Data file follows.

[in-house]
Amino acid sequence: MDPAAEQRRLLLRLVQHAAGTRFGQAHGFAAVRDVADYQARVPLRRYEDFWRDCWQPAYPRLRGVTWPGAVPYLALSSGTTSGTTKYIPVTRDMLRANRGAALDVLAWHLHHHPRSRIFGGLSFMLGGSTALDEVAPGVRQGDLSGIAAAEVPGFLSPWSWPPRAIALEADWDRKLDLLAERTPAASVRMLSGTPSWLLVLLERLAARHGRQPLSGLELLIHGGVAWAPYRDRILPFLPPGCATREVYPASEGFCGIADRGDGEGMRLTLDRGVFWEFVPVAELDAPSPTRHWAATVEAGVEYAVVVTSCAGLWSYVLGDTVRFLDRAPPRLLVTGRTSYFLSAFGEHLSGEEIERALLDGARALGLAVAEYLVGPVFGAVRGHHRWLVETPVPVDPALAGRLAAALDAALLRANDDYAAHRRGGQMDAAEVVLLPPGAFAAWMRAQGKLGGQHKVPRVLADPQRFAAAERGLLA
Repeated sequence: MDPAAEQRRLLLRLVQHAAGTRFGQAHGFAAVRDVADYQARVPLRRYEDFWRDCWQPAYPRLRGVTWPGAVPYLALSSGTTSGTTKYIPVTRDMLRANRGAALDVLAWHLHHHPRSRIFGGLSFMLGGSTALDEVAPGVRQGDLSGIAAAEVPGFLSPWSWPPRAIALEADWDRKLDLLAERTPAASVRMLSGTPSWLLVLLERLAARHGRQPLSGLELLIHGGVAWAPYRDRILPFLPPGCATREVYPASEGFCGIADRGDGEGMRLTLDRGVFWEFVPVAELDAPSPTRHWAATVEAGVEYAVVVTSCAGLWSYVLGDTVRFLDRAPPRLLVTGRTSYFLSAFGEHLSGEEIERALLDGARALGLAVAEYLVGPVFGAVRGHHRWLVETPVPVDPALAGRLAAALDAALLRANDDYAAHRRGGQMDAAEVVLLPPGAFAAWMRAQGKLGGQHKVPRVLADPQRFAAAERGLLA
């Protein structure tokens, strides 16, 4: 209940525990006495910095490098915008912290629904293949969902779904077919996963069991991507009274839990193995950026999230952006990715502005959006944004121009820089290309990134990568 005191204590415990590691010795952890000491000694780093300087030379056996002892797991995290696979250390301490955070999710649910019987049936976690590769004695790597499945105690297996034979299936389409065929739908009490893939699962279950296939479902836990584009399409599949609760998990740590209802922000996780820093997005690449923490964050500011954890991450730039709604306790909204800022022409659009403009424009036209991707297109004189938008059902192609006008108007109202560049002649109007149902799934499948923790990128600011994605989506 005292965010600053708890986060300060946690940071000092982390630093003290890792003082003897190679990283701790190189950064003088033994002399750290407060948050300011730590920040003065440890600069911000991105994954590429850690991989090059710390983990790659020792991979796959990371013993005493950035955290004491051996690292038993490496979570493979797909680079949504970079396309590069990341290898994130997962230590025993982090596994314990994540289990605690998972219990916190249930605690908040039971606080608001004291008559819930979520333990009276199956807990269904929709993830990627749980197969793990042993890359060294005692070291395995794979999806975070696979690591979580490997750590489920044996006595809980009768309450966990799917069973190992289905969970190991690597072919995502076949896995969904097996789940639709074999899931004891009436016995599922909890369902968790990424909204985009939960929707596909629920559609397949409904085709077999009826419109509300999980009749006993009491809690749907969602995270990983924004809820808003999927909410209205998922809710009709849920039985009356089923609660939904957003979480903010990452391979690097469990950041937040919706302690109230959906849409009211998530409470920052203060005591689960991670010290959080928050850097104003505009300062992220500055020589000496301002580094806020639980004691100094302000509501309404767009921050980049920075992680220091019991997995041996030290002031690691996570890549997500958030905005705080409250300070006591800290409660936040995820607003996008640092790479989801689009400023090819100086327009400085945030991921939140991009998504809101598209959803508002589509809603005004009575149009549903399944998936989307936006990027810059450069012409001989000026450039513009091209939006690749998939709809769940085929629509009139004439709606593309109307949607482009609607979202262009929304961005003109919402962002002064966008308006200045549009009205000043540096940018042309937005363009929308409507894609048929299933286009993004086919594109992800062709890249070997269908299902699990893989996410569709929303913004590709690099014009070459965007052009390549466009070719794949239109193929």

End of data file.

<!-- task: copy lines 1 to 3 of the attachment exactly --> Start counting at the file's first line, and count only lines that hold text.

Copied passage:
[in-house]
Amino acid sequence: MDPAAEQRRLLLRLVQHAAGTRFGQAHGFAAVRDVADYQARVPLRRYEDFWRDCWQPAYPRLRGVTWPGAVPYLALSSGTTSGTTKYIPVTRDMLRANRGAALDVLAWHLHHHPRSRIFGGLSFMLGGSTALDEVAPGVRQGDLSGIAAAEVPGFLSPWSWPPRAIALEADWDRKLDLLAERTPAASVRMLSGTPSWLLVLLERLAARHGRQPLSGLELLIHGGVAWAPYRDRILPFLPPGCATREVYPASEGFCGIADRGDGEGMRLTLDRGVFWEFVPVAELDAPSPTRHWAATVEAGVEYAVVVTSCAGLWSYVLGDTVRFLDRAPPRLLVTGRTSYFLSAFGEHLSGEEIERALLDGARALGLAVAEYLVGPVFGAVRGHHRWLVETPVPVDPALAGRLAAALDAALLRANDDYAAHRRGGQMDAAEVVLLPPGAFAAWMRAQGKLGGQHKVPRVLADPQRFAAAERGLLA
Repeated sequence: MDPAAEQRRLLLRLVQHAAGTRFGQAHGFAAVRDVADYQARVPLRRYEDFWRDCWQPAYPRLRGVTWPGAVPYLALSSGTTSGTTKYIPVTRDMLRANRGAALDVLAWHLHHHPRSRIFGGLSFMLGGSTALDEVAPGVRQGDLSGIAAAEVPGFLSPWSWPPRAIALEADWDRKLDLLAERTPAASVRMLSGTPSWLLVLLERLAARHGRQPLSGLELLIHGGVAWAPYRDRILPFLPPGCATREVYPASEGFCGIADRGDGEGMRLTLDRGVFWEFVPVAELDAPSPTRHWAATVEAGVEYAVVVTSCAGLWSYVLGDTVRFLDRAPPRLLVTGRTSYFLSAFGEHLSGEEIERALLDGARALGLAVAEYLVGPVFGAVRGHHRWLVETPVPVDPALAGRLAAALDAALLRANDDYAAHRRGGQMDAAEVVLLPPGAFAAWMRAQGKLGGQHKVPRVLADPQRFAAAERGLLA